Bogoch told CTV News Channel on Wednesday that regulatory bodies are “working at different paces” and said the U.K.’s approval does not mean that Health Canada should rush its own decision.

“I really hope that they do their job in a very fair manner without any external pressure, and I really hope that it doesn’t push them to do their job faster,” Bogoch said. “If it’s a day, a week, a couple of weeks longer, [that’s] fine, as long as they do a thorough job and ensure that Canadians get access to safe vaccines that are effective.”

Bogoch explained that Health Canada not only has to look at the data from a vaccine’s clinical trials, but the agency also has to consider the manufacturing process of that vaccine.

Bogoch said it is likely that Health Canada will approve the Pfizer vaccine in the “coming weeks.” However, once the vaccine arrives in Canada, Bogoch said the country needs to have programs already in place to ensure the shots are immediately rolled out.

“It’s not quite clear when the vaccine will land on our doorstep but when it does, we better work really, really hard right now to sort out how we’re going to ship this,” Bogoch said, adding that Pfizer’s temperature requirements do pose a challenge.

“This is that one where it requires [-70 C] freezing, so the logistics of getting this around the country are hard. I hope that process is underway because we might get access to this sooner than we think,” he said.

VACCINE ROLLOUT

Canada has secured access to a total of 414 million doses of COVID-19 vaccines from different sources including 76 million from Pfizer, but just four million of those are expected to land in the country by the end of March.

Deputy Chief Public Health Officer Dr. Howard Njoo said on Nov. 26 that while there will be early prioritization of who gets vaccinated based on the limited initial supply, Canada will have enough doses to “provide access to every Canadian who wants one in 2021.”

However, Kerry Bowman, a bioethicist and assistant professor at the University of Toronto’s faculty of medicine, says he is concerned that vaccine access may be limited throughout the next year if a proper rollout plan is not in place.

Bowman told CTV News Channel on Wednesday that there is “a lot of confusion and ambiguity” as to when provincial health authorities will have a COVID-19 vaccine so inoculations can begin.

Bowman’s remarks come on the heels of weeks of moving targets and changes in messaging from federal and provincial officials about Canada’s vaccine standing and timelines.

“So many of the people in Canada and the provinces, if they’re going to be prepared for this they do need dates and they do need numbers. How do you prepare without that?” Bowman said.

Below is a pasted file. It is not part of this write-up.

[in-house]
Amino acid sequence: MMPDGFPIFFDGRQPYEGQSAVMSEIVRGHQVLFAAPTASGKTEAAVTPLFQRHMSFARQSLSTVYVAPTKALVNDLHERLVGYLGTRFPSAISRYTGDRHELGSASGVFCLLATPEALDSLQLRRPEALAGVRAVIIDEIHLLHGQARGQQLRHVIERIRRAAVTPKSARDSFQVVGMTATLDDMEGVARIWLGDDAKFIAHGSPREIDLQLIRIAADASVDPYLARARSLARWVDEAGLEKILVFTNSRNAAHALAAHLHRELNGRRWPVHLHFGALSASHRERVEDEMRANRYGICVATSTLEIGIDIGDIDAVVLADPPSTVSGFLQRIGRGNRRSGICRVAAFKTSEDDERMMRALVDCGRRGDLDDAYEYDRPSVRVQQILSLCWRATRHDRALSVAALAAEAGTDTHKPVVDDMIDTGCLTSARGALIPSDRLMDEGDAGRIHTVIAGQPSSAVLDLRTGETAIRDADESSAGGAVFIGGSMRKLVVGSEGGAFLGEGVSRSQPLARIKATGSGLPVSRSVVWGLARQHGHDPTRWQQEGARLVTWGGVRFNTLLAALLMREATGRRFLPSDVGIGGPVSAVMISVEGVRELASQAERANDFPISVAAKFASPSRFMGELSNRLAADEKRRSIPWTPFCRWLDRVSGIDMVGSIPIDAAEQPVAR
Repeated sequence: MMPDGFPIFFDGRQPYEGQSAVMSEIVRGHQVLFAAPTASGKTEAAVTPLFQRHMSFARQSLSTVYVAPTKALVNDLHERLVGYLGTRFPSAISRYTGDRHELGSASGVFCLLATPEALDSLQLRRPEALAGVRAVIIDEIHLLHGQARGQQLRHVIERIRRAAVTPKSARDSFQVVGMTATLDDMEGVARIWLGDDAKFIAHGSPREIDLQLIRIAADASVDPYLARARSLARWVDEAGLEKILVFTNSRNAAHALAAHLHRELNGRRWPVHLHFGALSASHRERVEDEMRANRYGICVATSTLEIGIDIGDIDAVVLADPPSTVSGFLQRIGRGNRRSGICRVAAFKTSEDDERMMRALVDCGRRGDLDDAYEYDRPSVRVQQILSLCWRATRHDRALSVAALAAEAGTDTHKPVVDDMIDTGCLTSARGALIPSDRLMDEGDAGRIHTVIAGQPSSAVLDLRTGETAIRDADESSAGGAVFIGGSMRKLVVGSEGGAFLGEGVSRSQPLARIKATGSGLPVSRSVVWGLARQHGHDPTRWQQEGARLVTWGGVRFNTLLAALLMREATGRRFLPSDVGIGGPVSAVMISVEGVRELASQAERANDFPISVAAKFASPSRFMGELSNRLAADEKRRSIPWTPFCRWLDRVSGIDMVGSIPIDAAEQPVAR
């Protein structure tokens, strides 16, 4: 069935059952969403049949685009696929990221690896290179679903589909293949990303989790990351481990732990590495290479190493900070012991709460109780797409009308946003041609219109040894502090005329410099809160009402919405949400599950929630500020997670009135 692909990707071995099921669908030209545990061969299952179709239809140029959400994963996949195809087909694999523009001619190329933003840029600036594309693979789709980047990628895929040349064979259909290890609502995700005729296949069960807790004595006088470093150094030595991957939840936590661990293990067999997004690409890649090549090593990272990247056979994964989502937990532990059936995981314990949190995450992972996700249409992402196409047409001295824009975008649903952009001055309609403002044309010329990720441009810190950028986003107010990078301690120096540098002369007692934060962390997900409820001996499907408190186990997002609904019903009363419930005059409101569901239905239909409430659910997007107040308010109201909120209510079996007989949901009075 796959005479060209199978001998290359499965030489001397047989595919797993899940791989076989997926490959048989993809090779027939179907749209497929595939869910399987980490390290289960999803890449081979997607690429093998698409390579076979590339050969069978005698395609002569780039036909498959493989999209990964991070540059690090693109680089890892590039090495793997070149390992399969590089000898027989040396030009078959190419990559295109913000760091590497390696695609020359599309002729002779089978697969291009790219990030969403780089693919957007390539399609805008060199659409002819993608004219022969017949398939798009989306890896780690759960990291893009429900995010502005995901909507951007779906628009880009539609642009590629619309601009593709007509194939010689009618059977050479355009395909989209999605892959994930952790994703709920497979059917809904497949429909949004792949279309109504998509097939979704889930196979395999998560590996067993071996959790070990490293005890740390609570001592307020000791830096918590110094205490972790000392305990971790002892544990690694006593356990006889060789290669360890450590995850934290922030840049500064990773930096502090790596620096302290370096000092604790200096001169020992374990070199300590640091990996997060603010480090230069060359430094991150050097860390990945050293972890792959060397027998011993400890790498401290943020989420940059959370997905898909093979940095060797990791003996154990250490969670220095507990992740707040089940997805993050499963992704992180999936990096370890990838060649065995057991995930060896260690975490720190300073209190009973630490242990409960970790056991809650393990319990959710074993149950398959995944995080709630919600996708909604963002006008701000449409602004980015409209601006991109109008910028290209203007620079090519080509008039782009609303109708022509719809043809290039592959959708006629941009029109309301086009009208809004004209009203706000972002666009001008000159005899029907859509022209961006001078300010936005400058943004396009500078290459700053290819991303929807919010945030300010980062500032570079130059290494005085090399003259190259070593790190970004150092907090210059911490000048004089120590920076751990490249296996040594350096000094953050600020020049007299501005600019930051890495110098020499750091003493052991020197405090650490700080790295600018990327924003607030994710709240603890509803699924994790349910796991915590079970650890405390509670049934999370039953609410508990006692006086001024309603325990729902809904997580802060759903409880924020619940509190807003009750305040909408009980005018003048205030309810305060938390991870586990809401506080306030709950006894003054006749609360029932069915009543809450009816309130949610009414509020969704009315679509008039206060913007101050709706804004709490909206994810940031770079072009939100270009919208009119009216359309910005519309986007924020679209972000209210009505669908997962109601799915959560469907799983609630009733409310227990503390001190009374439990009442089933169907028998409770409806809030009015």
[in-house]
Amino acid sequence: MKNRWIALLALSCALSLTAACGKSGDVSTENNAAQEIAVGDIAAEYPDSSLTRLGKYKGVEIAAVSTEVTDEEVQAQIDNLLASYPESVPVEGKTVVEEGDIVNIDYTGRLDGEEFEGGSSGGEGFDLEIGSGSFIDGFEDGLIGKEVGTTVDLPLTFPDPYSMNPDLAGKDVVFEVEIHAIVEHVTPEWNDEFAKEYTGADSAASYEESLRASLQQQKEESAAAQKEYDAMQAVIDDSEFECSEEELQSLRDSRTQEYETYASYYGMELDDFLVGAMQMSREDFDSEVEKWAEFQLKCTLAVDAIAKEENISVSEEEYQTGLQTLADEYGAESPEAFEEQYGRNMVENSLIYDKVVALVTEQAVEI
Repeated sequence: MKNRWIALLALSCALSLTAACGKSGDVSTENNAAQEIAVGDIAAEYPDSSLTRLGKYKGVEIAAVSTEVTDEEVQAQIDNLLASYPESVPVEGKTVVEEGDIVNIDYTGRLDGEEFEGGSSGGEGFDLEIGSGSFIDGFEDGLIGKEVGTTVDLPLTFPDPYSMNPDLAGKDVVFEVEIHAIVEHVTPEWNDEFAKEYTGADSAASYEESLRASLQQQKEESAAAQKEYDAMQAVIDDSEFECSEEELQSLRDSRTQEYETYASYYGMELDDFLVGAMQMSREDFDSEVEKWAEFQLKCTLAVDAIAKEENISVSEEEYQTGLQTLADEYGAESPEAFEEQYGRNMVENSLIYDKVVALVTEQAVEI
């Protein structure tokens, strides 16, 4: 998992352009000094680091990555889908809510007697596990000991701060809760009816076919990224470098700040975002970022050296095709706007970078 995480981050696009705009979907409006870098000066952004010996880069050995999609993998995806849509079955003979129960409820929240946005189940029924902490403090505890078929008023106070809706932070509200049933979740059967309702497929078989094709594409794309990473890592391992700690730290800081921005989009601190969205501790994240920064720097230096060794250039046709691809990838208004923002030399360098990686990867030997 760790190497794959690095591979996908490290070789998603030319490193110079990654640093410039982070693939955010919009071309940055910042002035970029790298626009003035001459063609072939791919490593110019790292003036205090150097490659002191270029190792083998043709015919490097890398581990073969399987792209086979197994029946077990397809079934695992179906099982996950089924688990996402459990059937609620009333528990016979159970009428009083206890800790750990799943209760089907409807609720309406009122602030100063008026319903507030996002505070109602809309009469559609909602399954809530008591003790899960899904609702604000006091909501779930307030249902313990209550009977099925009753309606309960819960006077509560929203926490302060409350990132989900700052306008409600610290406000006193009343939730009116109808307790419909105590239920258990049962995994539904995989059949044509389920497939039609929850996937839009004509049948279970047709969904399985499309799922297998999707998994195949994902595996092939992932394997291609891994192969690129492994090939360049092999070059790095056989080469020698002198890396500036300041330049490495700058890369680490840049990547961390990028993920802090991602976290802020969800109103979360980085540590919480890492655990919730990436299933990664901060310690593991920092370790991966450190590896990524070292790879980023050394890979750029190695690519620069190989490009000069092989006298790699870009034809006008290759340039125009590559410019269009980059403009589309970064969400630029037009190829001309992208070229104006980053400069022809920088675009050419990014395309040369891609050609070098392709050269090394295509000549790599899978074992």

While he acknowledges that administering a vaccine nationally “isn’t easy,” he said there needs to be more transparency from government officials about current rollout plans to ensure that Canadians aren’t hesitant to get vaccinated once they can.

“We really, really need to build trust with Canadians right now so that when the vaccine is available that people are trusting of that,” Bowman said.

Speaking virtually at the Canadian Immunization Conference, Chief Public Health Officer Dr. Theresa Tam said Canada’s vaccine rollout requires a “complex response” since the country has invested in a range of vaccine candidates that all have their own needs.

Tam said on Wednesday that Canada has ordered 126 freezers with various temperature capabilities for the vaccine, many of which she says have already been delivered.

She acknowledged that it is “very important” to be transparent with Canadians about the status of vaccine candidates and their subsequential rollout.

“It is important for all of us to get knowledgeable about the process of development and that the regulatory process is rigorous and that we would only provide vaccines that have gone through safety evaluations and efficacy evaluations,” Tam said.

Tam said the federal government will be using “behavioural insights” and other strategies such as sharing testimonials and using social media influencers to help address misinformation and “boost vaccine confidence among the population.”

However, Tam maintained that Canada will only approve a COVID-19 vaccine after thorough reviews are completed.

“We still have to look at the clinical trial results in depth. These initial vaccine candidates have reported good efficacy and provide hope for a new way forward in not just this pandemic, but for future,” Tam said.

Let’s block ads! (Why?)



Source link

Continue Reading

Trending